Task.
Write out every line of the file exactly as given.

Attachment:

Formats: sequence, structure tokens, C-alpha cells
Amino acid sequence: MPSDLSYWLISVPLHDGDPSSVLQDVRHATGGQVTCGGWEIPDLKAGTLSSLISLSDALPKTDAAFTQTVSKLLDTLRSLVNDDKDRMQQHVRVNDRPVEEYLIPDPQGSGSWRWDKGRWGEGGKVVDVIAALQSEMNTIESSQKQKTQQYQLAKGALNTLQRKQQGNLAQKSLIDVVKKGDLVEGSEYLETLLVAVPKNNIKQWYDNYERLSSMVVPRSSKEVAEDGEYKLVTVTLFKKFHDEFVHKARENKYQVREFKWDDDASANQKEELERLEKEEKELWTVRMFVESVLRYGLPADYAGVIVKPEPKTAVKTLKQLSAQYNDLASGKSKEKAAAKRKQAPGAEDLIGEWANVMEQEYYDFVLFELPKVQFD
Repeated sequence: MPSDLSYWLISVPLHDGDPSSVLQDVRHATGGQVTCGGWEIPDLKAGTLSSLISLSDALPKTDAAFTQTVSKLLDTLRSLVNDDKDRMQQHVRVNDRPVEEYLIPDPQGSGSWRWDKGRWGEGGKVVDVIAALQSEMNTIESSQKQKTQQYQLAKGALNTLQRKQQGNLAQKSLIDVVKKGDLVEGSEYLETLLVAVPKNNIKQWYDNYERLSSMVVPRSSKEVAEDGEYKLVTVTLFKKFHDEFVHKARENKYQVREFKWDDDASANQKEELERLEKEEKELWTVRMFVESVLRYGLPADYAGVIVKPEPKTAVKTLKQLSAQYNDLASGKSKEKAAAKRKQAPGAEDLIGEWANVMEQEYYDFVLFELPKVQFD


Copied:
Formats: sequence, structure tokens, C-alpha cells
Amino acid sequence: MPSDLSYWLISVPLHDGDPSSVLQDVRHATGGQVTCGGWEIPDLKAGTLSSLISLSDALPKTDAAFTQTVSKLLDTLRSLVNDDKDRMQQHVRVNDRPVEEYLIPDPQGSGSWRWDKGRWGEGGKVVDVIAALQSEMNTIESSQKQKTQQYQLAKGALNTLQRKQQGNLAQKSLIDVVKKGDLVEGSEYLETLLVAVPKNNIKQWYDNYERLSSMVVPRSSKEVAEDGEYKLVTVTLFKKFHDEFVHKARENKYQVREFKWDDDASANQKEELERLEKEEKELWTVRMFVESVLRYGLPADYAGVIVKPEPKTAVKTLKQLSAQYNDLASGKSKEKAAAKRKQAPGAEDLIGEWANVMEQEYYDFVLFELPKVQFD
Repeated sequence: MPSDLSYWLISVPLHDGDPSSVLQDVRHATGGQVTCGGWEIPDLKAGTLSSLISLSDALPKTDAAFTQTVSKLLDTLRSLVNDDKDRMQQHVRVNDRPVEEYLIPDPQGSGSWRWDKGRWGEGGKVVDVIAALQSEMNTIESSQKQKTQQYQLAKGALNTLQRKQQGNLAQKSLIDVVKKGDLVEGSEYLETLLVAVPKNNIKQWYDNYERLSSMVVPRSSKEVAEDGEYKLVTVTLFKKFHDEFVHKARENKYQVREFKWDDDASANQKEELERLEKEEKELWTVRMFVESVLRYGLPADYAGVIVKPEPKTAVKTLKQLSAQYNDLASGKSKEKAAAKRKQAPGAEDLIGEWANVMEQEYYDFVLFELPKVQFD